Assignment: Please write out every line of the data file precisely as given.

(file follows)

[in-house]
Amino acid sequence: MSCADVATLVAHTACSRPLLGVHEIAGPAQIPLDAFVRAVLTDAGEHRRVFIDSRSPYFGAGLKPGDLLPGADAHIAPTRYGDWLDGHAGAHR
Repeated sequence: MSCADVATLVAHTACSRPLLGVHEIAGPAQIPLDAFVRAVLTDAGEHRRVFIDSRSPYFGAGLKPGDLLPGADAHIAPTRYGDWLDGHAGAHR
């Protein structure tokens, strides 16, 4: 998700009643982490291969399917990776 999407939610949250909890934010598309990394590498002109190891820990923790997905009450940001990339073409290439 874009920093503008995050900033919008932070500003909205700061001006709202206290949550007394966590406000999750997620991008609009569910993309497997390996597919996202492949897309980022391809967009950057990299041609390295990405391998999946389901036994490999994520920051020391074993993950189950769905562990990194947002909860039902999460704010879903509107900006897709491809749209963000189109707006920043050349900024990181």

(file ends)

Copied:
[in-house]
Amino acid sequence: MSCADVATLVAHTACSRPLLGVHEIAGPAQIPLDAFVRAVLTDAGEHRRVFIDSRSPYFGAGLKPGDLLPGADAHIAPTRYGDWLDGHAGAHR
Repeated sequence: MSCADVATLVAHTACSRPLLGVHEIAGPAQIPLDAFVRAVLTDAGEHRRVFIDSRSPYFGAGLKPGDLLPGADAHIAPTRYGDWLDGHAGAHR
């Protein structure tokens, strides 16, 4: 998700009643982490291969399917990776 999407939610949250909890934010598309990394590498002109190891820990923790997905009450940001990339073409290439 874009920093503008995050900033919008932070500003909205700061001006709202206290949550007394966590406000999750997620991008609009569910993309497997390996597919996202492949897309980022391809967009950057990299041609390295990405391998999946389901036994490999994520920051020391074993993950189950769905562990990194947002909860039902999460704010879903509107900006897709491809749209963000189109707006920043050349900024990181």